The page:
Transferred Emissions: How Risks in Oil and Gas M&A Could Hamper the Energy Transition
The clock is ticking on climate action in the oil and gas industry. Reaching net zero by 2050 involves not only curtailing fossil fuel use but also limiting emissions from fossil fuel production as economies transition to a clean energy future.
A new report finds that oil and gas mergers and acquisitions, which may help industry majors execute their energy transition plans, does not help cut global greenhouse gas emissions. If assets move from industry leaders to industry laggards, emissions can increase and transparency can decrease, regardless of why M&A transactions take place.
Traditional oil and gas dealmaking – blind to the climate implications of asset transfer – may not be compatible with a net zero world that demands sustained and proactive climate stewardship.
In this report, we analyze the last five years of oil and gas M&A, tracking where assets moved and how this movement has impacted the planet.
- Assets are flowing from public to private markets at a significant rate. Over the last five years, the number of public-to-private transfers exceeded the number of private-to-public transfers by 64%. In every year during this period public-to-private transfers comprised the largest share of deals.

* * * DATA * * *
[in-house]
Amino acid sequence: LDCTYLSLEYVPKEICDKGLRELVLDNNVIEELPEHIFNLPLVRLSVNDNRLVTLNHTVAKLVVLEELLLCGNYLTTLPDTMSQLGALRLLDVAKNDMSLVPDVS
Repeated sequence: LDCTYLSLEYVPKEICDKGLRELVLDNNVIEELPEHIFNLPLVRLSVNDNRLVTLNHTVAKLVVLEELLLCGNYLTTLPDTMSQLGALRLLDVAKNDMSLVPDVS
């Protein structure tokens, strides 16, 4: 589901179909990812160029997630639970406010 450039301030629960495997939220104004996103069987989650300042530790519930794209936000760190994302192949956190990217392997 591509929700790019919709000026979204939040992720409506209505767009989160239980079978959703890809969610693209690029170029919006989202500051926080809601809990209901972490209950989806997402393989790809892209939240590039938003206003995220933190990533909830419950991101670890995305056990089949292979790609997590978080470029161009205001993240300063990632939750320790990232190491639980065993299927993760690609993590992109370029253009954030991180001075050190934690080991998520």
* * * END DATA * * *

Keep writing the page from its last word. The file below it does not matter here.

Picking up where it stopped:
- Assets are increasingly moving away from companies with environmental commitments. In 2018, deals that moved assets away from companies with environmental commitments accounted for only 10% of transactions. By 2021, these deals accounted for 15% of transactions.
- Stewardship risk in upstream oil and gas appears to be rising. The movement of upstream oil and gas facilities to private markets with traditionally less transparency and to companies with reduced environmental commitments suggests that a growing number of assets are at risk of weak climate stewardship.
Transferred Emissions Solutions
With coordinated action from asset managers, companies, banks, private equity firms, and civil society groups, stewardship risks from oil and gas M&A can be reduced.
- Institutional investors can ask oil and gas companies to disclose their annual emissions reduction stemming from asset transfer and encourage operators to incorporate climate safeguards in M&A deal terms.
- Buyers can commit to enhanced climate disclosure and best-in-class methane mitigation, flaring reduction, and well remediation.
- Companies selling assets can require prospective buyers to adhere to methane, flaring, and decommissioning practices.
- Banks can ensure that such climate standards are integrated in real transactions.